Tutors are available to provide assistance not just during the formal tutorials. Your tutor is also available by telephone during selected hours. Do not hesitate to contact your tutor by telephone if you need help. The following might be some typical circumstances in which you would find help necessary. Contact your tutor if:

  • You do not understand any part of the study units or the assigned readings.

  • You have any difficulty with self-tests or practice exercises.

  • You have a question or problem with assignments, or with your tutor's comments on or grading of an assignment.


Twelve hours of tutorial support are provided. There will be six sessions of two hours each. Also, one three-hour supplementary lecture will be held at the end of the semester. You will be notified of the dates, times and location of the formal tutorials and supplementary lecture, together with the name, phone number and telephone tutoring hours of your tutor, as soon as you are allocated a tutorial group.

Tutorials are not lectures. They are designed to encourage group discussion and interaction. They provide you with an opportunity to discuss any problems you are having.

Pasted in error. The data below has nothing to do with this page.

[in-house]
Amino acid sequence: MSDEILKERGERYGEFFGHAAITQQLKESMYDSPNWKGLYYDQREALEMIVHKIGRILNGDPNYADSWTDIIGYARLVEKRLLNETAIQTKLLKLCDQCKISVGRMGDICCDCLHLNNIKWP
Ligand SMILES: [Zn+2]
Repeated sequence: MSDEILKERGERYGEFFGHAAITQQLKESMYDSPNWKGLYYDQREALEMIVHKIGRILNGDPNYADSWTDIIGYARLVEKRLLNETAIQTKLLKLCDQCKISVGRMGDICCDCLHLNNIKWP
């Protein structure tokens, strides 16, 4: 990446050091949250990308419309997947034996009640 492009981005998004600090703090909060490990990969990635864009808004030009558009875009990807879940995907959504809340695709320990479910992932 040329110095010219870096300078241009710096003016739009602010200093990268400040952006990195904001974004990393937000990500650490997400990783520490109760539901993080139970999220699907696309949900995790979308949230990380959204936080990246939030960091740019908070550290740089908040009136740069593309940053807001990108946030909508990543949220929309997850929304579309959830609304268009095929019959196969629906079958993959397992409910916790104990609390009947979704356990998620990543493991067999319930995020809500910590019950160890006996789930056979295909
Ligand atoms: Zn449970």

Hong Kong is a small open economy. Most of its economic problems have international aspects. It is impossible to fully understand the Hong Kong economy without a firm grasp of international trade theories. The course will therefore help you to understand the Hong Kong economy and its challenges and problems. I try to relate all the theoretical discussions to practical real life issues and problems. To appreciate the relevance of this course, it is useful for you to take notice of the international trade and finance issues reported in the media and discuss them with the tutors of this course.

Good luck and enjoy the course!

A note about the developer of this course

Pun Wing-chung, who holds a BSocSc degree from the Chinese University and MPhil and MA degrees from Columbia University, USA, was formerly a consultant in an environmental consultancy firm. Before serving in the private sector, he taught economics at The Chinese University of Hong Kong and Lingnan University.